Walking Against The Rain

Walking Against The Rain (2022)

Walking Against The Rain first published by SciFiNow

Scott Lyus’ Walking Against The Rain opens with text which sounds like a quote from the Biblical Book of Revelation (although it is in fact of the filmmaker’s invention), about the defiant ones knowing ‘great pain’, and beasts risen from the abyss to destroy men while leaving the rest of the natural world untouched. Sure enough this is a film of a post-(or at least mid-)apocalyptic stamp, where aggressive creatures (played by James Swanton) wander an otherwise idyllic English countryside doing bloody murder to anyone whose path they cross. Resembling the xenomorphs from the Alien franchise, these creatures seem to have just arrived without warning – although a cult has since emerged relating them to the doom-laden forecasts of the New Testament’s final book – and, like the monsters in John Krasinki’s A Quiet Place (2018), have rapidly taken out most of the world’s human population. 

Yet Walking Against The Rain is far more concerned – at least until its well signposted but still jaw-dropping final seconds – with those left behind. Sparsely distributed across the landscape, these defiant folk are either religious ‘crazies’, dehumanised drifters or just ordinary people struggling to keep it together and stay alive through occasional scavenging missions and a careful avoidance of others, whether alien or human. One such survivor is Blair (Sophia Eleni), living alone in a yurt ever since the death of her beloved mother, and clearly all at once relieved, excited and overjoyed to pick up a radio message from complete stranger Tommy (Reece Douglas) after many months of total isolation. The pair agree to rendez-vous at a cabin where Tommy spent his childhood vacations beneath the ominously named Leviathan’s Peak, and set off separately on foot for the long journey, staying in touch on the walkie-talkies which, along with humanity, are slowly dying. 

Before they eventually meet each other, they will variously encounter a manic zealot (Diane Spencer), a feral traveller (Francesca Louise White), and an old farmer (Johnny Vivash), all of whom, including the two main characters, are like walking dead – broken, deeply damaged people weighed down by survivor’s guilt and the trauma of their recent experience. For everyone here has been left in a shell-shocked state by what they have witnessed, and clings with bleak nostalgia to a past forever lost while abandoning any hope for the sort of sanctuary that was initially promised by authorities long since vanished. It is this air of grimly intense sadness, far more than any toothy death, that is the ‘great pain’ referenced by the opening text, and it permeates Lyus’ film, setting its melancholic tone (as does Mitch Bain’s lyrical score).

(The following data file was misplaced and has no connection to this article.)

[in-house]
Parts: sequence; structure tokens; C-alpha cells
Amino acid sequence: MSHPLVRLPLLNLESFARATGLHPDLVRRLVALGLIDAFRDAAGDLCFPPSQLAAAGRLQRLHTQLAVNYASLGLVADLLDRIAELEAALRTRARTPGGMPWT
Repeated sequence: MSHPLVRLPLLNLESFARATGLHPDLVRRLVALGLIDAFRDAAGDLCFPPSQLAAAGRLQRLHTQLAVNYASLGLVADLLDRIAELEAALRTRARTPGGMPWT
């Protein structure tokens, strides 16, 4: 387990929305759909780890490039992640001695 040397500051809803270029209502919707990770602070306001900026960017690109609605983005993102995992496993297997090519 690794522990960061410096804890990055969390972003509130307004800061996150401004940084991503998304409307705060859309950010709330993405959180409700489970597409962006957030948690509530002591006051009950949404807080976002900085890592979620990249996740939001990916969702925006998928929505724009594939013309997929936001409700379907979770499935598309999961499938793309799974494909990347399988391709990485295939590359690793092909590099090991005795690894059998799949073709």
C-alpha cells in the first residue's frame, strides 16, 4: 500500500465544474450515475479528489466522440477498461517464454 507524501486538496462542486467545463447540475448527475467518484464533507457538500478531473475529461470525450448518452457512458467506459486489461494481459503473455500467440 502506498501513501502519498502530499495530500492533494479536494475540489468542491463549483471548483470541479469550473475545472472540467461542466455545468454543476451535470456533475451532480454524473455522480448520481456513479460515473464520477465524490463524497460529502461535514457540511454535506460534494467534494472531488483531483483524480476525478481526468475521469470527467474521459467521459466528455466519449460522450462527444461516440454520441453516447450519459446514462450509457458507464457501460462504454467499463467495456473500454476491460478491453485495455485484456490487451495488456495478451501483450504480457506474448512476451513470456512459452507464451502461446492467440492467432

Every age rewrites the Book of Revelation in its own image. Blair may dream of settling into an old farmhouse with Tommy – “one that”, as she put it, “hasn’t burned in this plague” – but they are themselves burning bridges and buildings as they travel their road to nowhere. That word ‘plague’ seems key to a film that keeps evoking the isolation and annihilation of the recent pandemic. “Watching the person you love more than anything else in the world fade away, knowing there’s nothing you can do,” the old farmer says of the particular apocalypse that has been visited upon his world, “and every day since then it’s eaten away at me like a disease.”

In a socially distanced scenario whose two principal characters are confined to communicating with each other remotely, only despair, death and oblivion never seem far away – while the Coronavirus is embodied by monsters who can pop up anywhere at any time, and spare or kill without rhyme or reason. Walking Against The Rain is a low-budget creature feature that brings everyday people into contact with the end times, and suggests that the better feelings which perhaps define us – not only our longing for togetherness and companionship but also our strength, love and compassion – may be short-lived, even if we can ever defiantly smile in the face of of our own mortality.

strap: In Scott Lyus’ melancholic mid-apocalyptic monster movie, a group of traumatised, socially-distanced survivors must face the end

Anton Bitel